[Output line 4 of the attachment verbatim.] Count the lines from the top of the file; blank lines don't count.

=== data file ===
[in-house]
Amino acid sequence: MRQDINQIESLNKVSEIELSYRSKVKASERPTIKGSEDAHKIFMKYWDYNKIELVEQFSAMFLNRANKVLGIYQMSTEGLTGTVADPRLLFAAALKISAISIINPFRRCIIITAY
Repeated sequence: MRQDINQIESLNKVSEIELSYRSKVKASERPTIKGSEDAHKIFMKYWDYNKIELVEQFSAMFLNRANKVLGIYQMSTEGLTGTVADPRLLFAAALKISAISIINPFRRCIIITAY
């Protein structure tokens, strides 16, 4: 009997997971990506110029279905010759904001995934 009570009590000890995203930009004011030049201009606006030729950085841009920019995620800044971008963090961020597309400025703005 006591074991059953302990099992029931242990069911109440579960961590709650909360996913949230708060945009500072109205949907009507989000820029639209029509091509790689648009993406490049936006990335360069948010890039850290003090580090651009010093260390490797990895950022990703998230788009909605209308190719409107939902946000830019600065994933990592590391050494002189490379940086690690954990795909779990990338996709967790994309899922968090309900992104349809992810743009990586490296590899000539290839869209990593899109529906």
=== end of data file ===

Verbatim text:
């Protein structure tokens, strides 16, 4: 009997997971990506110029279905010759904001995934 009570009590000890995203930009004011030049201009606006030729950085841009920019995620800044971008963090961020597309400025703005 006591074991059953302990099992029931242990069911109440579960961590709650909360996913949230708060945009500072109205949907009507989000820029639209029509091509790689648009993406490049936006990335360069948010890039850290003090580090651009010093260390490797990895950022990703998230788009909605209308190719409107939902946000830019600065994933990592590391050494002189490379940086690690954990795909779990990338996709967790994309899922968090309900992104349809992810743009990586490296590899000539290839869209990593899109529906």